NIGERIA – The Central Bank of Nigeria joined a growing list of emerging markets betting on digital money to cut transaction costs and boost participation in the formal financial system.

The unveiling of the eNaira is a culmination of several years of research by the country in advancing the boundaries of the payment system, making transactions easier and seamless.

The digital currency and its underlining technology called blockchain are expected to increase Nigeria’s GDP and remittances, President Muhammadu Buhari said in a televised speech at the launch in Abuja, the capital.

The issuance of the digital currency comes after the central bank earlier in February 2021 outlawed banks and financial institutions from transacting in or operating in cryptocurrencies as they posed a threat to the financial system.

Central bank digital currencies, or CBDCs, are national currency — unlike their crypto counterparts, such as bitcoin and Ethereum, which are prized, in part, because they are not tied to fiat currency.

The eNaira will complement the physical naira, which has weakened 5.6% this year 2021 despite the central bank’s efforts to stabilize the currency.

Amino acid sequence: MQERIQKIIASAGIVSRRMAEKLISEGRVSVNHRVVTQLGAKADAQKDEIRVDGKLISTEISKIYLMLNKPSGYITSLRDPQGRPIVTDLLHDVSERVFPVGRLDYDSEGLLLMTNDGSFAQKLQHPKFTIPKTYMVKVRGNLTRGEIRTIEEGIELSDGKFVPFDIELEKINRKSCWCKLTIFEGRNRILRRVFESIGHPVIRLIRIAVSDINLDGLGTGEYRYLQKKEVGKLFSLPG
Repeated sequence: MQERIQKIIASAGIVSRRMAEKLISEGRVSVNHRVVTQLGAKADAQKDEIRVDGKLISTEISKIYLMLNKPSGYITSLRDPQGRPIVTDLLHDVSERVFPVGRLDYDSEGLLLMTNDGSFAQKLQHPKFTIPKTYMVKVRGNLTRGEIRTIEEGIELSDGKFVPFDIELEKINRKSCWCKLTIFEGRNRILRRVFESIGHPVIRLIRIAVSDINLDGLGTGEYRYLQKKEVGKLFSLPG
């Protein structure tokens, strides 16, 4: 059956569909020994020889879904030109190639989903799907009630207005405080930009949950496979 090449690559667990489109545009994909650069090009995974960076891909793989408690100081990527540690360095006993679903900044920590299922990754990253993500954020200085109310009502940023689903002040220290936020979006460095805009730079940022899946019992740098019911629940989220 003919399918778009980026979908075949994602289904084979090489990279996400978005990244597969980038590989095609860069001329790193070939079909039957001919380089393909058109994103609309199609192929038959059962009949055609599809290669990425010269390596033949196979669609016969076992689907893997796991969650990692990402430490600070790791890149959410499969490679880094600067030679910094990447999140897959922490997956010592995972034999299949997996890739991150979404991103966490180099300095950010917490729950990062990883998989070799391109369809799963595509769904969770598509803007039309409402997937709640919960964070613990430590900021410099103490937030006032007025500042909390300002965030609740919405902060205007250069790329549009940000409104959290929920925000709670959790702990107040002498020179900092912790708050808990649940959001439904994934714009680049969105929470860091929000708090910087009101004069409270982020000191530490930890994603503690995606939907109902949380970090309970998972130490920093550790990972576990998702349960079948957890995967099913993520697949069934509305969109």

The Central Bank of Nigeria in August selected Bitt as a technical partner to help create the currency that was initially due to be rolled out on 1 October.

“This Central Bank Digital Currency is among the first in the world and thus authorities have put measures in place to deal with any issues that might arise from the pilot implementation of the eNaira, whose theme is Same Naira, More Possibilities,” said Osita Nwanisobi, Director-Corporate Communication- Central Bank of Nigeria.

Nigeria joins the Bahamas and the Eastern Caribbean Central Bank in being among the first jurisdictions in the world to roll out national digital currencies.

China launched a pilot version of its “digital renminbi” earlier this year 2021.

In Africa, nations from Ghana to South Africa are testing digital forms of their legal tender to allow for faster and cheaper money transactions, without losing control over their monetary systems.

The Nigerian digital currency will complement bills in circulation and is expected to boost cross-border trade and financial inclusion, make transactions more efficient as well as improve monetary policy, according to the central bank.  

The Central Bank has said it will ensure the digital cash is available to all, particularly the unbanked as well as those living in the rural areas.

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